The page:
Put Away the Snow Shoes

Pauline Nevins  December 1, 2021 - Auburn Journal

In the basement storage cupboard, tucked behind the folding chairs with cup holders, and the unused golf clubs and tennis racquets, were two sets of snowshoes. It was December, my daughter Tina’s birthday month. A snowshoe trip for two.

I found a snowshoe clinic online that advertised customers could “set their own pace,” and offered lunch. Besides sharing a day with my daughter, I hoped the class would inspire me to get more use out of the snowshoes I purchased years ago and used twice. Tina was excited to join me.

When I made the reservations, John, the instructor, offered me either an 8:30 a.m. or 11:30 a.m. session. Tina and I snorted at the 8:30 a.m. time. John called me as our train pulled into the Reno station. His schedule had changed. The 11:30 was out. He’d pick us up at 8:30.

John looked every bit the outdoor adventure type – Nordic features, fading tan, muscular – although he was carrying more weight than I expected – All the better to piggyback me down the mountain.

He nodded a polite hello to me. His face lit up when he spied Tina. My daughter, in her early 40s, is the only person I know who can look attractive first thing in the morning wearing a woolen snow cap with false pigtails. John informed us he was picking up a group of snowmobilers and Tina and I would ride with his partner, Darren.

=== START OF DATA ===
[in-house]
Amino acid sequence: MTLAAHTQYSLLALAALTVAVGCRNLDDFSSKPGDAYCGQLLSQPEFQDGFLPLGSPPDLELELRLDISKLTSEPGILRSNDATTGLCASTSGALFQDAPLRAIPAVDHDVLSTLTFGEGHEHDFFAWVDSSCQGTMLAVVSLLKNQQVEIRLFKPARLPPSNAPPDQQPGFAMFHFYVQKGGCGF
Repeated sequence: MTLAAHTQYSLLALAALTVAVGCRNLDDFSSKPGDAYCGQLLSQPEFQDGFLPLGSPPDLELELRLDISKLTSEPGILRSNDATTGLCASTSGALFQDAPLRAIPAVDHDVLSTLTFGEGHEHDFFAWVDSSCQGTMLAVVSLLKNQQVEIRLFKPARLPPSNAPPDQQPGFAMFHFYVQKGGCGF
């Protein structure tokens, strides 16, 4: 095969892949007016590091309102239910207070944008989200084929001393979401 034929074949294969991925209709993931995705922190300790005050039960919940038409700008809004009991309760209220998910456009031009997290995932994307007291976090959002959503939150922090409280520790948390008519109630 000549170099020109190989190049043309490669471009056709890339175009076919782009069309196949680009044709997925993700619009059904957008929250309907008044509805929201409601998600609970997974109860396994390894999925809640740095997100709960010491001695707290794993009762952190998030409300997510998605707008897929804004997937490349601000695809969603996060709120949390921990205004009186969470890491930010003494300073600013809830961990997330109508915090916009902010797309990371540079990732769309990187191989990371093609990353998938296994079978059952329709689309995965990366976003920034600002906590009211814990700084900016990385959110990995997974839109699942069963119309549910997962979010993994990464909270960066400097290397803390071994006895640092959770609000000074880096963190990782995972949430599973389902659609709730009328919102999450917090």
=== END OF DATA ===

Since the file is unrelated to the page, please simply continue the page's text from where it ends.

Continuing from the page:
A soft snow was falling when we arrived just above North Star in Lake Tahoe. Darren pulled up beside John’s minibus packed to the headliner with middle-aged couples wearing super-sized down jackets. There’d be a brief wait, John explained. He needed to organize the snowmobilers. Their rented vehicles were on a schedule. Tina and I exchanged sideways glances.

 

 

 

 

 

 

 

 

 

 

 

 

 

 

 

 

 

 

 

 

 

 

 

 

 

 

 

 

 

 

 

 

 

 

 

 

 

 

 

 

 

ographer for the city of Colfax Monthly Newsletter to the list.

I knew the couple lived in Colfax, and when the devastating River Fire exploded Aug. 4, Dale and Alan were among the people I thought about. I asked a mutual friend, Helene, if she knew if the fire had affected them. Helene’s response was the reason I was so happy to see Dale outside The Local Café.

“How are you?” I asked Dale after our hug. “Better,” she said. Shielding her eyes from the sun, she told some of what she and Alan experienced following the River Fire. I stood by her seat, riveted.

“Would you be willing to share your experience with others?” I asked. I’d learned a lot and thought others would, too. A minor, but significant fact, was that the jars and boxes sitting on business and community counters, soliciting donations, actually go to those in need. I’ve dropped in a few coins and cynically wondered if the money reaches the stated recipients.